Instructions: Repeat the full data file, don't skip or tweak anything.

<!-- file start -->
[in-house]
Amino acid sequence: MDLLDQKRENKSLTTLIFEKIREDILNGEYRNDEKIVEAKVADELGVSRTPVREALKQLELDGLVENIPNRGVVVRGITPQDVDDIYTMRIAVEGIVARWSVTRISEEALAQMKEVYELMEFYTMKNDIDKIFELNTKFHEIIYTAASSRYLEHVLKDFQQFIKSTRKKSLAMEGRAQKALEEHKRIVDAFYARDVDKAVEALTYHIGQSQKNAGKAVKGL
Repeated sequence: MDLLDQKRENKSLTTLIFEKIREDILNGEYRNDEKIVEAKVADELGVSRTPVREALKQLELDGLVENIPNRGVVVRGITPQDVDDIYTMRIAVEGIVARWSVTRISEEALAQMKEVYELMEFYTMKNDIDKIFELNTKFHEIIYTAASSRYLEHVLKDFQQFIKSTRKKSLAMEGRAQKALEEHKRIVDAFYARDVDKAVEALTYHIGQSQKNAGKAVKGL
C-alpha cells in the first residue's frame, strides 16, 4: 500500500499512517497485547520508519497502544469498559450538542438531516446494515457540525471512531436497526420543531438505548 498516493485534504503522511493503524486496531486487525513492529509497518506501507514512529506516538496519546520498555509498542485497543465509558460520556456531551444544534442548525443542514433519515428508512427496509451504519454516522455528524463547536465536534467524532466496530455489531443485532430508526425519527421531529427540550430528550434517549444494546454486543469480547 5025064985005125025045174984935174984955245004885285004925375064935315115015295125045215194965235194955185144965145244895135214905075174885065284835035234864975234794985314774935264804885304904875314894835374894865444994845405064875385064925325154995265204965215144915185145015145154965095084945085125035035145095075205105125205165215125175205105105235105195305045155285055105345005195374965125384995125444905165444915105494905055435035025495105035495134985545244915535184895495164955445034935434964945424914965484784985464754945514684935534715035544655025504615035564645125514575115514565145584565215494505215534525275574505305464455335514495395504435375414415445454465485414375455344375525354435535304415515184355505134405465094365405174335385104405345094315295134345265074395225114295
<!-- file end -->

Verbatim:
[in-house]
Amino acid sequence: MDLLDQKRENKSLTTLIFEKIREDILNGEYRNDEKIVEAKVADELGVSRTPVREALKQLELDGLVENIPNRGVVVRGITPQDVDDIYTMRIAVEGIVARWSVTRISEEALAQMKEVYELMEFYTMKNDIDKIFELNTKFHEIIYTAASSRYLEHVLKDFQQFIKSTRKKSLAMEGRAQKALEEHKRIVDAFYARDVDKAVEALTYHIGQSQKNAGKAVKGL
Repeated sequence: MDLLDQKRENKSLTTLIFEKIREDILNGEYRNDEKIVEAKVADELGVSRTPVREALKQLELDGLVENIPNRGVVVRGITPQDVDDIYTMRIAVEGIVARWSVTRISEEALAQMKEVYELMEFYTMKNDIDKIFELNTKFHEIIYTAASSRYLEHVLKDFQQFIKSTRKKSLAMEGRAQKALEEHKRIVDAFYARDVDKAVEALTYHIGQSQKNAGKAVKGL
C-alpha cells in the first residue's frame, strides 16, 4: 500500500499512517497485547520508519497502544469498559450538542438531516446494515457540525471512531436497526420543531438505548 498516493485534504503522511493503524486496531486487525513492529509497518506501507514512529506516538496519546520498555509498542485497543465509558460520556456531551444544534442548525443542514433519515428508512427496509451504519454516522455528524463547536465536534467524532466496530455489531443485532430508526425519527421531529427540550430528550434517549444494546454486543469480547 5025064985005125025045174984935174984955245004885285004925375064935315115015295125045215194965235194955185144965145244895135214905075174885065284835035234864975234794985314774935264804885304904875314894835374894865444994845405064875385064925325154995265204965215144915185145015145154965095084945085125035035145095075205105125205165215125175205105105235105195305045155285055105345005195374965125384995125444905165444915105494905055435035025495105035495134985545244915535184895495164955445034935434964945424914965484784985464754945514684935534715035544655025504615035564645125514575115514565145584565215494505215534525275574505305464455335514495395504435375414415445454465485414375455344375525354435535304415515184355505134405465094365405174335385104405345094315295134345265074395225114295